Eyck, van: Their Work
Of the van Eycks' works that have survived, the largest is an altarpiece in the Cathedral of St. Bavo in Ghent, thought on the basis of an inscription of the frame to have been a collaborative effort of the two brothers, and completed by Jan in 1432. On the panels of the exterior are shown the Annunciation and representations of St. John the Baptist, St. John the Evangelist, and the donors of the work, Jodocus Vijdt and his wife. The interior of the altar consists of an Adoration of the Lamb set in a magnificent landscape, and an upper row of panels showing God the Father flanked by the Virgin, John the Baptist, music-making angels, and Adam and Eve. Various parts of an illuminated manuscript, the Turin Hours, have also been credited to one or both brothers.
Jan van Eyck painted a number of fine portraits, which are distinguished by a crystalline objectivity and precision of draftsmanship. Among these are the Portrait of an Unknown Man (1432), thought to be the composer Gilles Binchois, and the Man with the Red Turban, possibly a self-portrait, both in London; the portrait of Jan de Leeuw (1436) in Vienna; and that of the painter's wife, Margarethe van Eyck (1439), in Bruges. The wedding picture of Giovanni Arnolfini and his Bride (1434; National Gall., London) shows the couple in a remarkable interior.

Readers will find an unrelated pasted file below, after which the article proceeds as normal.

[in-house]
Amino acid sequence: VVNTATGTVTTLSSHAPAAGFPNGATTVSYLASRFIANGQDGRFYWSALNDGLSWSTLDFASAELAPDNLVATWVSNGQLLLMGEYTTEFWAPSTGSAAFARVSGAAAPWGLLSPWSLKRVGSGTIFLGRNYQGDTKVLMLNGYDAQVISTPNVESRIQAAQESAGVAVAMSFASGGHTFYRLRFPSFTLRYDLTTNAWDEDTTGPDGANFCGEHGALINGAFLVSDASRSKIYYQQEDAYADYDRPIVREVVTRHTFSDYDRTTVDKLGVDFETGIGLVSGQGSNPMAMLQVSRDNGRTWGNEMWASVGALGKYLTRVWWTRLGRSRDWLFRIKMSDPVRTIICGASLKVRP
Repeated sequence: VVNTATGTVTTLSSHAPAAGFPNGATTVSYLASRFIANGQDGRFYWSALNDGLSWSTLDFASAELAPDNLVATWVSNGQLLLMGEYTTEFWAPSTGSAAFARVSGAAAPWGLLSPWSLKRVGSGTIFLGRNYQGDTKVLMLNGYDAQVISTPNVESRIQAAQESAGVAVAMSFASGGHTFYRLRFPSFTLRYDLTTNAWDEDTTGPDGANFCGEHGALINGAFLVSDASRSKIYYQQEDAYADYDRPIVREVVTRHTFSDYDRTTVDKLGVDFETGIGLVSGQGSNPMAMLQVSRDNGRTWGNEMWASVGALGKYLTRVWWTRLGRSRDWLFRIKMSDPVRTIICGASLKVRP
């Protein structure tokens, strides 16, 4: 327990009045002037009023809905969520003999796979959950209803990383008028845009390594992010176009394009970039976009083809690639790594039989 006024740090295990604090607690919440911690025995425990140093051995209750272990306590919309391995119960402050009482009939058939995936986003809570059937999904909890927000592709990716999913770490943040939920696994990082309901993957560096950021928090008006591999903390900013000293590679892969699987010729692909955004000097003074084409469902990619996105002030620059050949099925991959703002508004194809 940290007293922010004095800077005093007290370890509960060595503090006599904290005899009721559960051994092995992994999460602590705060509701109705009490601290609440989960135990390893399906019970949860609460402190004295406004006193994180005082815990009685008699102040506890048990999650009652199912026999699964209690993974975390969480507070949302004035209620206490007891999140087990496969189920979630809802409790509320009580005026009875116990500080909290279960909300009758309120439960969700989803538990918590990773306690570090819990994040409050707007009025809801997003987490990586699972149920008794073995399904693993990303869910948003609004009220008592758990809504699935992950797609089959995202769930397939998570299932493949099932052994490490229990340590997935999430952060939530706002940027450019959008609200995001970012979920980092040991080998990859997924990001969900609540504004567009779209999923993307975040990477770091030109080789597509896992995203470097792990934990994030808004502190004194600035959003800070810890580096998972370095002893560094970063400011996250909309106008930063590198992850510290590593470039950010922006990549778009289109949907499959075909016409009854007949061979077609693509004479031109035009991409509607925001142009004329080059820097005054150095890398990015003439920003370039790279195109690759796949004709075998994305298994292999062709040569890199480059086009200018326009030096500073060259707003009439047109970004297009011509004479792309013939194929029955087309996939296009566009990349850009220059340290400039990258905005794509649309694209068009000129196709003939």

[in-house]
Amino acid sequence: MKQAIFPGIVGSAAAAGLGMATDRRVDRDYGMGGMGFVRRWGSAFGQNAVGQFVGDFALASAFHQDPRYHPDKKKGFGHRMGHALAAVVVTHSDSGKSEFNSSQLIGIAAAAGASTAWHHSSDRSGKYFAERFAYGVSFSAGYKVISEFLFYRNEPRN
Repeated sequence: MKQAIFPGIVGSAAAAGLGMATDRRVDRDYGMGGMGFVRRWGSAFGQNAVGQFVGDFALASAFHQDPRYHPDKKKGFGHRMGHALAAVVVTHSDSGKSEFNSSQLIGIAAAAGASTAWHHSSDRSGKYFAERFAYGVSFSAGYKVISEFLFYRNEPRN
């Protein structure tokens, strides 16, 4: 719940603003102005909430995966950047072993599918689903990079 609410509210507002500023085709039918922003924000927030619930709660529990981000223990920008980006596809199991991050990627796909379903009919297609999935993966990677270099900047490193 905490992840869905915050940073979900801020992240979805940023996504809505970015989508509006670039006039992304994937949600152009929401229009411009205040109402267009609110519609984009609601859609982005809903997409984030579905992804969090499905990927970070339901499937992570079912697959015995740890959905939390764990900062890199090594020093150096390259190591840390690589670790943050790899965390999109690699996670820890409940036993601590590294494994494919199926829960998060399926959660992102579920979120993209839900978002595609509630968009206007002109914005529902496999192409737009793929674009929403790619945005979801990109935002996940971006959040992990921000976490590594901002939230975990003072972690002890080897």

Van Eyck's interest in the texture and specific quality of material substances and his superb technical gifts are especially well demonstrated in two devotional panels, the Madonna with Chancellor Rolin in the Louvre, and the Madonna with Canon Van der Paele (1436) in Bruges. The National Gallery of Art, Washington, D.C., has a beautiful Annunciation (c.1434–36) that is generally accepted as his work. Some of Jan van Eyck's uncompleted paintings are thought to have been finished by Petrus Christus.
The Columbia Electronic Encyclopedia, 6th ed. Copyright © 2012, Columbia University Press. All rights reserved.
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